There has been a lot of news this week about a UFO spotted by a NASA astronaut that was quickly identified. A similar event that took place on an Apollo mission has also been featured on a track on Daft Punk’s latest album.
The most recent event took place this past Monday, August 19. NASA astronaut Chris Cassidy radioed down to ground control that he spotted an unidentified object near the International Space Station. Russian ground controllers quickly identified the object as an antenna cover from the Zvezda service module.
Cassidy’s sighting was mentioned in the ISS status report for the day, but the reason for the media buzz is most likely the video NASA posted on YouTube of the object. They titled the video, “Unidentified object floating outside station? Sort of…”
A similar event took place on the Apollo 17 mission, the last manned trip to the moon. On the way to the moon, Commander Gene Cernan called ground control to report an unidentified object. Part of this transmission was recently used at the beginning of the song Contact by Daft Punk on their latest album Random Access Memories. At the beginning of the song you hear Cernan say:
“Hey Bob I’m looking at what Jack was talking about and it’s definitely not a particle that’s nearby. It is a bright object and it’s obviously rotating because it’s flashing, it’s way out in the distance, certainly rotating in a very rhythmic fashion because the flashes come around almost on time. As we look back at the earth it’s up at about 11 o’clock, about maybe ten or twelve diame…Earth diameters. I don’t know whether that does you any good, but there’s something out there.”
Cernan was talking to Robert (Bob) Parker who was at ground control. While this excerpt sounds mysterious, and serves as a great start a trippy futuristic techno song, the rest of the transmission lends more insight into what the object most likely really was.
Cernan’s next transmission was:
“One unique thing about it, Bob, is that it’s got two flashes. As it comes around in rhythmic fashion, you get a very bright flash, and then you get a dull flash. And then it’ll come around with a bright flash, and then a dull flash.”
Fellow Apollo 17 astronaut Harrison Schmitt replied, “That’s the side of the S-IVB and then the engine bell, Gene.” He was referring to the upper stage of the Saturn V rocket that they hitched a ride on to get into space that was discarded earlier.
Cernan indicates later that he was not sure Schmitt was right. He called ground control again, saying:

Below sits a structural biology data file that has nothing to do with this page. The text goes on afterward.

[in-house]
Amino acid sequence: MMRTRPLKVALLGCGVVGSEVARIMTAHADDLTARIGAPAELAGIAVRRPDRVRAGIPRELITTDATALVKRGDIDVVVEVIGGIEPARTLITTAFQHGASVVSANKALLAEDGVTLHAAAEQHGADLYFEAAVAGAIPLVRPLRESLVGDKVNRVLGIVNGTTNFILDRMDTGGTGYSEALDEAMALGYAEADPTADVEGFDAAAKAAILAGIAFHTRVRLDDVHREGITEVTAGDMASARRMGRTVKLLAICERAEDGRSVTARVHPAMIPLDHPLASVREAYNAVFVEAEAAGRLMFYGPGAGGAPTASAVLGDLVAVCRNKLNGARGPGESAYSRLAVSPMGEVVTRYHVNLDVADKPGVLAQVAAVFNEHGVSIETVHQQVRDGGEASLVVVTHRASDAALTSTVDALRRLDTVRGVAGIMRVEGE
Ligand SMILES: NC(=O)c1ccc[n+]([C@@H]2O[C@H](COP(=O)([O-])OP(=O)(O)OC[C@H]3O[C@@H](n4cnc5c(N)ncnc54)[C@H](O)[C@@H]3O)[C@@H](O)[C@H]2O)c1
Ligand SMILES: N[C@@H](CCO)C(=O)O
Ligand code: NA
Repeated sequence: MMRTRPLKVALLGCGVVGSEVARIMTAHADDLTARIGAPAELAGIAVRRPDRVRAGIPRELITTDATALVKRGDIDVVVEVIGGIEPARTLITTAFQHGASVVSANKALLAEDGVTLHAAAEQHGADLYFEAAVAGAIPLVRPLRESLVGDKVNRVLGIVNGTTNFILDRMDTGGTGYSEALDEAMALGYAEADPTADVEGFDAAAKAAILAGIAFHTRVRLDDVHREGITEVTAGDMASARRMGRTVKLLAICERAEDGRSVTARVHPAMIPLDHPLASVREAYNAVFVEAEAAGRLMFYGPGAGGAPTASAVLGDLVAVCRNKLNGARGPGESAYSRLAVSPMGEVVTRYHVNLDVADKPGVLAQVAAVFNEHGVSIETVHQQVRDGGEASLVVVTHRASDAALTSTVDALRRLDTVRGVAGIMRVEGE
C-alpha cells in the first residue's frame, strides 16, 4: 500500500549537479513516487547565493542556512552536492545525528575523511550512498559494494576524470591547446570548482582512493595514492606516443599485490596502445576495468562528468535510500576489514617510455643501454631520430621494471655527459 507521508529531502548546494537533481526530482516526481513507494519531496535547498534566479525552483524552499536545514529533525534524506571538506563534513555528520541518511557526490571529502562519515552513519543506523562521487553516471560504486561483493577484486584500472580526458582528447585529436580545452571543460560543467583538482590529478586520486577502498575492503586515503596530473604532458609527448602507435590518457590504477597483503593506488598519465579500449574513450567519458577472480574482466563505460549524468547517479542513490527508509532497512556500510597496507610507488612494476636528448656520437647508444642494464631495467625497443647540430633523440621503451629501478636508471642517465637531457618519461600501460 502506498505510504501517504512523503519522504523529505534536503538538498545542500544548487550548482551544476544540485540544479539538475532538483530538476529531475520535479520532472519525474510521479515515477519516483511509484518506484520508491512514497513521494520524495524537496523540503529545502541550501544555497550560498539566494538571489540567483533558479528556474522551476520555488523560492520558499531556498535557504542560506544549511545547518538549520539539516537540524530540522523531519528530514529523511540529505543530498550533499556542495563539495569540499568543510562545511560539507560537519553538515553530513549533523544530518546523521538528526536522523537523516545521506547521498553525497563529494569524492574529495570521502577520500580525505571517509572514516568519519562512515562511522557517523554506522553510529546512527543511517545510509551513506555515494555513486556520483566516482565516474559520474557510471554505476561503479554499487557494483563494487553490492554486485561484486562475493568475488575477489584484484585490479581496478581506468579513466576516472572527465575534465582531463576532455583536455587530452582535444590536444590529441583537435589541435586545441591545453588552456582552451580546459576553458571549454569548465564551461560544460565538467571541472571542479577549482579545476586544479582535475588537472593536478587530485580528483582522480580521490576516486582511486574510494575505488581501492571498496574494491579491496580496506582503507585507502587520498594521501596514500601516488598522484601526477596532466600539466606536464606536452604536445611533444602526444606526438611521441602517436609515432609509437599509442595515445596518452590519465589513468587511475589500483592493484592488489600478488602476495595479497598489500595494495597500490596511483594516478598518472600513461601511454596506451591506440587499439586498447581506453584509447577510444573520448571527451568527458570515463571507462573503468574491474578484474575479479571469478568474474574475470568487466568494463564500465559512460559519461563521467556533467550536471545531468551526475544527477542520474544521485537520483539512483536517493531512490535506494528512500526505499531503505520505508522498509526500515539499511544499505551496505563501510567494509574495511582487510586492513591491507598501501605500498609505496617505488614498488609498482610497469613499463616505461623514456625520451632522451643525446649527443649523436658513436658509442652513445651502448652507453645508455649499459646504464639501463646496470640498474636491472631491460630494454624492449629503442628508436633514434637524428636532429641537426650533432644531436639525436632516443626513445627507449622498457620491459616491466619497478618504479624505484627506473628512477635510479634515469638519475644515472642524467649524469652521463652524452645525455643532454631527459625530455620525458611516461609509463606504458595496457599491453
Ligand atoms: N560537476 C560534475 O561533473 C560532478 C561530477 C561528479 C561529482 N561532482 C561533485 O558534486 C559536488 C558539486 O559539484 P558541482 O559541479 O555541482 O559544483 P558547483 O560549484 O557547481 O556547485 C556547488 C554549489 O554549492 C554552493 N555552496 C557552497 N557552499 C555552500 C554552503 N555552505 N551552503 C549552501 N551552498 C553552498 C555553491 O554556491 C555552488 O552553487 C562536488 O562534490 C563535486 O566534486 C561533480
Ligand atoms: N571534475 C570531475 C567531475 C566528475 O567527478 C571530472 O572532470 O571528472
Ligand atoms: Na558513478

“Hey, Bob, we got two of those flashers out there. They could be SLA [Spacecraft Lunar Module Adapter] panels. I don’t know. They’re alike in intensity and pretty regular in the bright and dim flashes they come out with, and they’re widely separated.”
Whatever it was, NASA and the Apollo 17 astronauts were convinced that it was debris from their spacecraft that they were seeing reflecting sunlight out in the darkness of space. Interestingly, these are two astronauts who night not be afraid to share their beliefs had this object turned out to be something more exotic.
Allegedly, Cernan replied to a question about UFOs in the Los Angeles Times, saying “”…I’ve been asked (about UFOs) and I’ve said publicly I thought they (UFOs) were somebody else, some other civilization.”
Schmitt later become a U.S. senator for New Mexico. In 1979, amid a large number of reports of strange cattle mutilations, Schmitt assembled a conference for law enforcement that included the FBI to conduct a large scale investigation. In 1980, he also prompted officers at Kirtland Air Force Base in Albuquerque to investigate UFO sightings being reported by a UFO researcher named Paul Bennewitz who claimed to have photographs of UFOs over the base.
As for Daft Punk, according to an interview with DJ Falcon, who collaborated on Random Access Memories, they just needed some cool space sounds for their album. They figured NASA was the best place to get space sounds, so Daft Punk band member, Thomas Bangalter, called them up.
Falcon says they were surprised when NASA responded “super positive.” Falcon says, “They were like ‘Yeah, definitely, cool.’ And so Thomas and [Guy-Manuel (the other half of Daft Punk)] had access to all those recordings from the missions.”
Falcon says he is a childhood friend of Thomas and Guy-Manuel, the duo that make up the French techno band Daft punk, and for reasons he can’t remember they called him Bob. So when Thomas heard the Cernan transmission, which started “Hey Bob,” it caught his attention. The rest is Rock and Roll history.
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